erin o. Louisiana


Fracking in the Gulf of Mexico and Louisiana

Dear Future President:

Fracking has become an increasing concern for the people off the coast of Louisiana and the Gulf of Mexico. The chemicals in waste water produced by fracking are hurting the environment. Hundreds of fracking operations off the Louisiana coast are causing billions of waste water to be dumped into the gulf (Larino 1). The waste water consists of toxic chemicals and many chemicals that are unknown by the public (Larino 2). In 2014, 76 billion gallons of waste water was permitted to be released into the ocean, based on the federal waste water discharge permits. The permits being given are not being followed up on nor is there any kind of public database (Larino 1).

Kristen Monsell, a center for biological diversity attorney stated that they are rubber stamping permits without any thought or public involvement. The waste water being dumped is in the form of salty, chemical lased byproduct (Larino 3). Fracking is short for “hydraulic fracturing,” which is “a destructive process that corporations including Halliburton, BP and ExxonMobil use to extract oil and natural gas from rock formations deep underground,” said in an article by Food and Water Watch (Fracking 2). The article also states that the chemicals used in fracking and in the waste water byproduct are toxic. Fracking is hurting our environment. More than half of the oil and gas produced in the United States comes from fracking, and has slowly reduced the amount of oil used from overseas (Larino 4). Fracking produces much fossil fuel for the United States but, it causes too many environmental problems. Many fracking wells are in sensitive environments, like habitats for the endangered loggerhead sea turtles (Larino 3). These wells in sensitive areas are only there because the permits were not checked (Larino 3). Looking closer at the area would have caused the fracking wells to not be in an endangered species’ habitat.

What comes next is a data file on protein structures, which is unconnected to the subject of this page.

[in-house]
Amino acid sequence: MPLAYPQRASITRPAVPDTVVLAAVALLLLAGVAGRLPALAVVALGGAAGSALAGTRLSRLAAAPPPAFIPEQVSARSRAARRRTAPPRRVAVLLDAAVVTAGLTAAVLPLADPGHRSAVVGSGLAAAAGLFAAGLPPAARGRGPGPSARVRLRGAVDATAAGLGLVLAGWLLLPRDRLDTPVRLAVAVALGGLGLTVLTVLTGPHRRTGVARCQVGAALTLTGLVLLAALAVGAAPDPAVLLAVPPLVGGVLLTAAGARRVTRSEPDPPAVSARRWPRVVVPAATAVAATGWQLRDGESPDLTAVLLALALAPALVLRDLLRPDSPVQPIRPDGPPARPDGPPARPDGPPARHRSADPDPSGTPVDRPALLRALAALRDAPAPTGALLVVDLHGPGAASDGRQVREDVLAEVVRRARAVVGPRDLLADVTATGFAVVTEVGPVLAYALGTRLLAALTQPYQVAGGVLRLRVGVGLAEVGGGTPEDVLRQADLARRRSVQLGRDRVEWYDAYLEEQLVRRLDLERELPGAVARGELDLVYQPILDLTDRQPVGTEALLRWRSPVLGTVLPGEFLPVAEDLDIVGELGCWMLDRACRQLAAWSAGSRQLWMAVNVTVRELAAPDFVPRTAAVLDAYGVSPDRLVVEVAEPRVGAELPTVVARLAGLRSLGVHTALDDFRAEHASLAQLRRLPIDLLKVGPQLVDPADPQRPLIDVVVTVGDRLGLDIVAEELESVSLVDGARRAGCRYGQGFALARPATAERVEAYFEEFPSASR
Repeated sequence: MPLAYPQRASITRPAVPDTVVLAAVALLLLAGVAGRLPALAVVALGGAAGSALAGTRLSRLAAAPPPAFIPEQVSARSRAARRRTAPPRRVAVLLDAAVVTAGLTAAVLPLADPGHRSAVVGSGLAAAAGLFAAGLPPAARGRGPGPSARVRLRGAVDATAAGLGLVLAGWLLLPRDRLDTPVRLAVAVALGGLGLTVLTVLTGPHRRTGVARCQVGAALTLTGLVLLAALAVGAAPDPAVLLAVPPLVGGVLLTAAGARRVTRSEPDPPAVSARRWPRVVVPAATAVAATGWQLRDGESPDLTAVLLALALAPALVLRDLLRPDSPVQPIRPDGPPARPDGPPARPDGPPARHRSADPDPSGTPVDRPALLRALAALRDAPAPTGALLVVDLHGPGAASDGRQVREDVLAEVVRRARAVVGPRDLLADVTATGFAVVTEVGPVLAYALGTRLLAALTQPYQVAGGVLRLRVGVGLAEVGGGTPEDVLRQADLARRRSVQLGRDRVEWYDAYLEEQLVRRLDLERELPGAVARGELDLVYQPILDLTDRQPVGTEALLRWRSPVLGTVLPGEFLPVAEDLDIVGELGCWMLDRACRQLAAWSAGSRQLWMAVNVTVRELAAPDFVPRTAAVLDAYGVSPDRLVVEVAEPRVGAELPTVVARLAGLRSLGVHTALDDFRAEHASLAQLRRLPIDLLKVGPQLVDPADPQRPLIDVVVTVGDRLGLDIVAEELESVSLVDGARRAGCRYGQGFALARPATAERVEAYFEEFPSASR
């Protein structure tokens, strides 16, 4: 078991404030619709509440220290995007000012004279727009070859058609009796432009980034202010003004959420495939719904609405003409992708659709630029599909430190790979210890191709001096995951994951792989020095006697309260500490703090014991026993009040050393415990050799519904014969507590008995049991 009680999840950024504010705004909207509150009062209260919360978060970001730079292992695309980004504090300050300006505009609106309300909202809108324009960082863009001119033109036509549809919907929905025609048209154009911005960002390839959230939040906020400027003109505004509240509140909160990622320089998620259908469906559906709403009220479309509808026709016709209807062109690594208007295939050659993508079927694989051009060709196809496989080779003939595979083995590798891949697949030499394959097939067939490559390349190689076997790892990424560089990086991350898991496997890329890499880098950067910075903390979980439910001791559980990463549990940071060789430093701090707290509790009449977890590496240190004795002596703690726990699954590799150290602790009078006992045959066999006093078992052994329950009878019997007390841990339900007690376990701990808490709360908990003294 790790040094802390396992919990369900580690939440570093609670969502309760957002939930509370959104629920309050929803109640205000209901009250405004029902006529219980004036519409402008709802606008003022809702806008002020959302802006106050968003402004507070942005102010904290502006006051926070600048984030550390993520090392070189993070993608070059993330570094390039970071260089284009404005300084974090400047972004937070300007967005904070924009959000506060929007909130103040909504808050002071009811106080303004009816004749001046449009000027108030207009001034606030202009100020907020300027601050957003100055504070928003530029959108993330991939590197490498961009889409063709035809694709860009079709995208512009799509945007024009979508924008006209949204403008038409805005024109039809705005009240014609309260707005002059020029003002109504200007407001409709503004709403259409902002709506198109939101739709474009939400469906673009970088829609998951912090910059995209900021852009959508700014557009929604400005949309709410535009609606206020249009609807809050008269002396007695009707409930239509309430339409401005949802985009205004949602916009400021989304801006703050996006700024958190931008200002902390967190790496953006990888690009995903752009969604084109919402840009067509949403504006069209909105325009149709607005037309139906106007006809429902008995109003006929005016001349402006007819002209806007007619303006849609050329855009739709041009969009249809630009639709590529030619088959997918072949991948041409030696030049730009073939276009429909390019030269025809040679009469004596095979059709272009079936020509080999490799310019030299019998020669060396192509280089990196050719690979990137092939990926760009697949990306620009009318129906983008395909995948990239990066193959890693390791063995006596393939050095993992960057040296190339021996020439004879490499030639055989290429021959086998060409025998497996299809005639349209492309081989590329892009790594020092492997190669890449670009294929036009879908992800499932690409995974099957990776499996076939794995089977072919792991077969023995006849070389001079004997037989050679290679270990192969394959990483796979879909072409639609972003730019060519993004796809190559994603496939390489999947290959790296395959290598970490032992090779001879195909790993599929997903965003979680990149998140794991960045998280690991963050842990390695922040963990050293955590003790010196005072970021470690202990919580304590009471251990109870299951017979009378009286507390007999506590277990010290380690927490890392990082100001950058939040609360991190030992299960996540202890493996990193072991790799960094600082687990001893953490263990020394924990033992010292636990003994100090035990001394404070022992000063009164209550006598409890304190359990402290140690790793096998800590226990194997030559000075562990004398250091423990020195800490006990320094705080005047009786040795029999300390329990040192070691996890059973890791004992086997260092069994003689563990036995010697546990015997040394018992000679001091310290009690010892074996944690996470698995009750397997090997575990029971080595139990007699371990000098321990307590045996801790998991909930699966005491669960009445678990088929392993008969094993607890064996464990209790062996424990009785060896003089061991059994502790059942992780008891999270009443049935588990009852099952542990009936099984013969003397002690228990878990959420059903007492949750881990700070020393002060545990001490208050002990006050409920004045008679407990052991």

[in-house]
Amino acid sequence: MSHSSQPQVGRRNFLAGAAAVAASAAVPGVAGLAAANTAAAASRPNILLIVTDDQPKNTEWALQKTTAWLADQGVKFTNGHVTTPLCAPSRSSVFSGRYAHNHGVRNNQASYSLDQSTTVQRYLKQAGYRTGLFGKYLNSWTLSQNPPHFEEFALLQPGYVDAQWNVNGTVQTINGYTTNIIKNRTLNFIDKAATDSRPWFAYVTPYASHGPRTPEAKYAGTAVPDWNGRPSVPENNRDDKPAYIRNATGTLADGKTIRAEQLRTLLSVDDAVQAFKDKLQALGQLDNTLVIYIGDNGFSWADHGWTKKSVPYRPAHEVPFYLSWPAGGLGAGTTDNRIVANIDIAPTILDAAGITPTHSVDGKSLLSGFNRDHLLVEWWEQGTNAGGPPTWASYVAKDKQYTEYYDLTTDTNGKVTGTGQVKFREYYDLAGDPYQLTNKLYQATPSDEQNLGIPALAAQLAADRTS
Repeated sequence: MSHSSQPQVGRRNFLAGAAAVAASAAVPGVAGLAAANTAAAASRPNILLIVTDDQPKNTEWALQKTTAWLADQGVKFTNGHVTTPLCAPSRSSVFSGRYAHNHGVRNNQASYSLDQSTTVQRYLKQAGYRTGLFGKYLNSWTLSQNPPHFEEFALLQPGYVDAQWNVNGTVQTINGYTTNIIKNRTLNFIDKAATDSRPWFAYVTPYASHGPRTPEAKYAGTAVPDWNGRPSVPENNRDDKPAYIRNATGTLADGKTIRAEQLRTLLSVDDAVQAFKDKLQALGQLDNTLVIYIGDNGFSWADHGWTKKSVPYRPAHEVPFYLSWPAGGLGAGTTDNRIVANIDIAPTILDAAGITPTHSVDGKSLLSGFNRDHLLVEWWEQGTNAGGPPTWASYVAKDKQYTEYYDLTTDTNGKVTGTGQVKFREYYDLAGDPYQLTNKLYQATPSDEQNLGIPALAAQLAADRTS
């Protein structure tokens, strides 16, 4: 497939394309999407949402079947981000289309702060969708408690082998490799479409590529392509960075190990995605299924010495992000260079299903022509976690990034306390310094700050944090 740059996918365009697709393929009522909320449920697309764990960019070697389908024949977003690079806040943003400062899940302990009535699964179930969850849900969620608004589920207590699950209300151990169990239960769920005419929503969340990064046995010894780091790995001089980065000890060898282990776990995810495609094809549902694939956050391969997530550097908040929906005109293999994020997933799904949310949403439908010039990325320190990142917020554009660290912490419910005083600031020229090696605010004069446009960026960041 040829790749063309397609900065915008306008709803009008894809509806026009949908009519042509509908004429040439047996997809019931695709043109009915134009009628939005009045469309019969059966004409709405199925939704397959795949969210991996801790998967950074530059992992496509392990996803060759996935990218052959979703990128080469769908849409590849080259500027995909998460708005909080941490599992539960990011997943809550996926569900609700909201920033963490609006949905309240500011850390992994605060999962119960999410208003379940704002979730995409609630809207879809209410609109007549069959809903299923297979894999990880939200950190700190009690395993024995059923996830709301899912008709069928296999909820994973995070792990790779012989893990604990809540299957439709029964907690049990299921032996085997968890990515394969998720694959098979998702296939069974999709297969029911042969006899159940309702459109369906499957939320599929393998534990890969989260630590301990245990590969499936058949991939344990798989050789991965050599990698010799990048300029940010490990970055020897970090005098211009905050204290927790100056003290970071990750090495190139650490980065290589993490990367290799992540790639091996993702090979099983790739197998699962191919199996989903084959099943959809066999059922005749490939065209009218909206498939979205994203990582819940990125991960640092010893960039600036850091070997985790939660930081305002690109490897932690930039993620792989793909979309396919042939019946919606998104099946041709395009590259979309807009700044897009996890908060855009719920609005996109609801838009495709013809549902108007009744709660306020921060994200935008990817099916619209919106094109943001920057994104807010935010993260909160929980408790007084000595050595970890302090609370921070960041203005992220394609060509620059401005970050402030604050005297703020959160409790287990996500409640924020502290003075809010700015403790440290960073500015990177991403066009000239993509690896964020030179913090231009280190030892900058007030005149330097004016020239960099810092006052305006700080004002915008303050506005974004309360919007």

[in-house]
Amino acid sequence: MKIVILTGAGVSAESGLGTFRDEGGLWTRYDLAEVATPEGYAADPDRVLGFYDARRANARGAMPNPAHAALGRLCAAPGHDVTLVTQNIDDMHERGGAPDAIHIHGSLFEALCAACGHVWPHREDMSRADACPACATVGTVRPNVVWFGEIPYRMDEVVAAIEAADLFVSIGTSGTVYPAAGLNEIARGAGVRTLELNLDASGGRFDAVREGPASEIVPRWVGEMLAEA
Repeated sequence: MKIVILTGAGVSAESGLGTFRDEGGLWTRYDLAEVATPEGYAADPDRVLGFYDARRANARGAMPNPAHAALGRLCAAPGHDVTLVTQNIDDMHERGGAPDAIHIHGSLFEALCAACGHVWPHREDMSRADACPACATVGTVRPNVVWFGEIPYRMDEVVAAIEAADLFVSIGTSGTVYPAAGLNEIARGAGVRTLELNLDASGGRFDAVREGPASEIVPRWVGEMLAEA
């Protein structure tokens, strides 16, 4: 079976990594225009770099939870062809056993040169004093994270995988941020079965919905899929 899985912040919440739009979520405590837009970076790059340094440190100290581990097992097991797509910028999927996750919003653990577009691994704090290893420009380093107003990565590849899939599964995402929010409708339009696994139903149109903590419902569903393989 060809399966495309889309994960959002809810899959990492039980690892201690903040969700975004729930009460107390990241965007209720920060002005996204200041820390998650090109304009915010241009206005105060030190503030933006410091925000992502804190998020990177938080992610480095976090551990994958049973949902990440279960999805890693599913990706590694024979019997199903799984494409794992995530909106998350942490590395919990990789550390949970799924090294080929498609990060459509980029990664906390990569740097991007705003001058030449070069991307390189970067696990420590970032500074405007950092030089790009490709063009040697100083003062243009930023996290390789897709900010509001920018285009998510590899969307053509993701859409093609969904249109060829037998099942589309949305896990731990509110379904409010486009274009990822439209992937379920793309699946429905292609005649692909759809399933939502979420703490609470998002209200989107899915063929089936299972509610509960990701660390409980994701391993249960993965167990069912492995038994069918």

Requiring fracking permits to have more extensive checking, and to involve the public would be a justifiable solution. To make fracking safer, the operations should not be allowed to dump the toxic byproduct into the ocean. Fracking needs to be made much safer, or it needs to be stopped. Please take the time to address these concerns, so we can protect our environment.


Erin Oehrle


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